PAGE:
PCOS, Cortisol, and Mood Disorders
Guest post by Felice Gersh
It’s an unchallenged fact that women with PCOS have significantly higher rates of mood disorders compared to matched controls. In other words, if you took two groups of women of the same age, weight, and educational level, and one group had PCOS and the other did not, the women with PCOS would be discovered to have a significantly higher likelihood of expressing various mood disorders such as anxiety and depression.
The precise reasons for the difference in mood disorders has been thought to be due to some or all of the myriad issues faced by women with PCOS, including the visible manifestations, such as recalcitrant acne, hair loss, and weight problems, as well as the “invisible” ones such as menstrual disfunction, infertility, pre-diabetes and diabetes, and a host of others.
Of course, all of those issues play a significant role in the creation of anxiety and depression in PCOS women, but now there’s another significant finding to add to the complexity that is PCOS.
It has been discovered that many women with PCOS have a “flipped” rhythm of cortisol. Cortisol is a critically important hormone, produced by the adrenal gland, critical to our having energy, stamina, and being tolerant to stress. The highest peak of cortisol normally occurs in the morning with the awakening, and has its lowest point at night, when all should be asleep, or nearly so.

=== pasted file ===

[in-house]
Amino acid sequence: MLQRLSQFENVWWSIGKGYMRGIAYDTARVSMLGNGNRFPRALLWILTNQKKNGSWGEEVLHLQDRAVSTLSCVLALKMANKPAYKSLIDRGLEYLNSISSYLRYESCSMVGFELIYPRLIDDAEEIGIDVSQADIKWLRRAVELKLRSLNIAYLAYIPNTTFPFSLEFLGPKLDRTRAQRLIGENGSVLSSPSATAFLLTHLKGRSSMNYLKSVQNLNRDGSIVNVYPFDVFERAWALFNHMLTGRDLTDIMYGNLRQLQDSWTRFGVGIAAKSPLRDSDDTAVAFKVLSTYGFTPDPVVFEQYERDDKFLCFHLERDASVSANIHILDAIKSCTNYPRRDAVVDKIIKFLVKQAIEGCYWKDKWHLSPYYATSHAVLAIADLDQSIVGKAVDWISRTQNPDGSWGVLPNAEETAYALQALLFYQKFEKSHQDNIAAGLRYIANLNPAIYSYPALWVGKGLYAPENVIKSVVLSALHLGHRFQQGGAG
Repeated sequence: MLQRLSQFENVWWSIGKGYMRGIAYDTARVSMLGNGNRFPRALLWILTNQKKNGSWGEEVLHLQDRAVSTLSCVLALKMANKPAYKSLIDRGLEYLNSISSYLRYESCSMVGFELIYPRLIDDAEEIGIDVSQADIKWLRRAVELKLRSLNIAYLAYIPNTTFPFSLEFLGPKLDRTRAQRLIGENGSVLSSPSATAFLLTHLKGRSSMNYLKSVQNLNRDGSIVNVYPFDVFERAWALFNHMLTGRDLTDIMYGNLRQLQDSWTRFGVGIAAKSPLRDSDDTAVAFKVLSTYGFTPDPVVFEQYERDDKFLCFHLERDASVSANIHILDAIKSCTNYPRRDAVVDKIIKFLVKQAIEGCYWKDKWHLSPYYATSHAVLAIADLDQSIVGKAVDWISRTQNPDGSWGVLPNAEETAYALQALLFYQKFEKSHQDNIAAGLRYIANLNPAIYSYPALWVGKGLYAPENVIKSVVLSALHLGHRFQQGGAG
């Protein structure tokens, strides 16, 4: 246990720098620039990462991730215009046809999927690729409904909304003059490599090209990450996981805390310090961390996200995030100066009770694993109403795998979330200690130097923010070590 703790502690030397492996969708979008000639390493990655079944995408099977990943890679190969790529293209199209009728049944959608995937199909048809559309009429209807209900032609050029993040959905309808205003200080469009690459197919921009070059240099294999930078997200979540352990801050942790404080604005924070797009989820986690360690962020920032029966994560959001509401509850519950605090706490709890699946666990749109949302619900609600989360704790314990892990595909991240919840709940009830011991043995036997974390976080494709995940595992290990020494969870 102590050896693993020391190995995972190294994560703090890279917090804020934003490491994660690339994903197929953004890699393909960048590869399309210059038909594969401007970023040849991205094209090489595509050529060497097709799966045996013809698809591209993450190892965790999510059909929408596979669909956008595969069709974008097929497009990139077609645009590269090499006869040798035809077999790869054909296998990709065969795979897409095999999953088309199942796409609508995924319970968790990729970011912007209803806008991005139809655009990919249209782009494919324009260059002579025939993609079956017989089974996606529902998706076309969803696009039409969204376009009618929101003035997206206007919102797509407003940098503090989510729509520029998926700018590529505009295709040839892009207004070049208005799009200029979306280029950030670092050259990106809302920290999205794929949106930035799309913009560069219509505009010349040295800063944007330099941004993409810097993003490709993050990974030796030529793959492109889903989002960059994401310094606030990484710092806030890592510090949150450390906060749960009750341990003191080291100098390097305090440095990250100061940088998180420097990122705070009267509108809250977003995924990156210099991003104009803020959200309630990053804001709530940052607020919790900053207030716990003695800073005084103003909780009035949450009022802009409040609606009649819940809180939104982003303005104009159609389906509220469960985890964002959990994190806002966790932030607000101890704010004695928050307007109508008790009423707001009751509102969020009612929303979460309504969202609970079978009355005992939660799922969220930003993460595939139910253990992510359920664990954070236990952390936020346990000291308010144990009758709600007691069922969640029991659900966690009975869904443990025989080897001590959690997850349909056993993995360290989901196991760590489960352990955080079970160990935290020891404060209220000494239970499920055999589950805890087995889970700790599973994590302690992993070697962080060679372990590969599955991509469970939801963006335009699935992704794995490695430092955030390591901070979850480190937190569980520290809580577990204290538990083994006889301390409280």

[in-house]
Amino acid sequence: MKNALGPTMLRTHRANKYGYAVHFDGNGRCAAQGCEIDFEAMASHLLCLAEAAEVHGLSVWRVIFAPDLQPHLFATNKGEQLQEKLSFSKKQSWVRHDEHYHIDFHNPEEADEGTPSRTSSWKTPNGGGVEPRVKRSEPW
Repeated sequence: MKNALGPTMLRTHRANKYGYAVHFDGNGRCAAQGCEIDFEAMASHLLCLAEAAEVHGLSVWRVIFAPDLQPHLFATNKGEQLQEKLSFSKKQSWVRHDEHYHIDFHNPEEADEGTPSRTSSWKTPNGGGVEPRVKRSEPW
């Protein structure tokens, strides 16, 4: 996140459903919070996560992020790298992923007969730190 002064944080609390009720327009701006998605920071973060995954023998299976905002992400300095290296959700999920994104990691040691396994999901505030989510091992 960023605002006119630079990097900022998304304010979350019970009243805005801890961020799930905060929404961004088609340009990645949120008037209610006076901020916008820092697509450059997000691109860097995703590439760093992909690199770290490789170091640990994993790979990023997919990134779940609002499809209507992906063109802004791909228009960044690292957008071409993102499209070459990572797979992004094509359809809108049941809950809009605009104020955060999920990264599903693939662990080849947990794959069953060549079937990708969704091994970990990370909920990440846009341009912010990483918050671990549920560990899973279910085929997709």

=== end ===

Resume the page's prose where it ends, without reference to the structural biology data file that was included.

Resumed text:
Women with PCOS have a cortisol rhythm which can be the exact opposite of what it is normally, with its highest level at night and lowest one in the morning. Such an aberrational rhythm has definitively been shown to elevate the risk of mood disorders, as well as increase diabetes and cardiovascular disease.
There is no known cure for such an improper cortisol rhythm, but as in all things integrative, there are avenues which can be traveled which will improve the situation.
Do all you can to reset the cortisol daily rhythm into the proper beat.
- Watch the sunset each night and get bright light in the midday
- Exercise in the morning
- Eat at predicable times (never later than 7 PM)
- Eat a healthy and hearty breakfast
- Go to bed no later than 11 PM
- Avoid the Standard American Diet (high fat, high meat diet, high sugar)
- Eat vegetables at every meal.
- Try taking adrenal adaptogens (such as Rhodiola or Licorice (watch BP) in the morning and Ashwaganda at night)
Even when we can’t “cure” something, we can “understand” and “improve” it, and with that, set the stage for a better life – filled with more health and joy!
Dr. Felice Gersh is one of only a small number of fellowship trained integrative gynecologists in the nation. She blends the best of the world of natural and holistic medicine with state of the art functional and allopathic medical treatment. Because of her extensive knowledge of the complex inter-relationships of the body’s organs, she recognizes the need to investigate all aspects of health, always working to re-establish a healthy gastrointestinal tract, adequate sleep, good mood, great nutrition, high energy, and balanced hormones.
Expert in all areas of women’s health, and particularly of gynecological and reproductive matters, Dr. Gersh deals in an integrative manner with such uniquely female issues as polycystic ovary disease (PCOS).
She is currently writing a book on Polycystic Ovary Syndrome and writing a chapter on the same topic for a medical textbook.
You may contact Dr. Gersh at:
Integrative Medical Group of Irvine, 4968 Booth Circle, Suite 101, Irvine, California 92604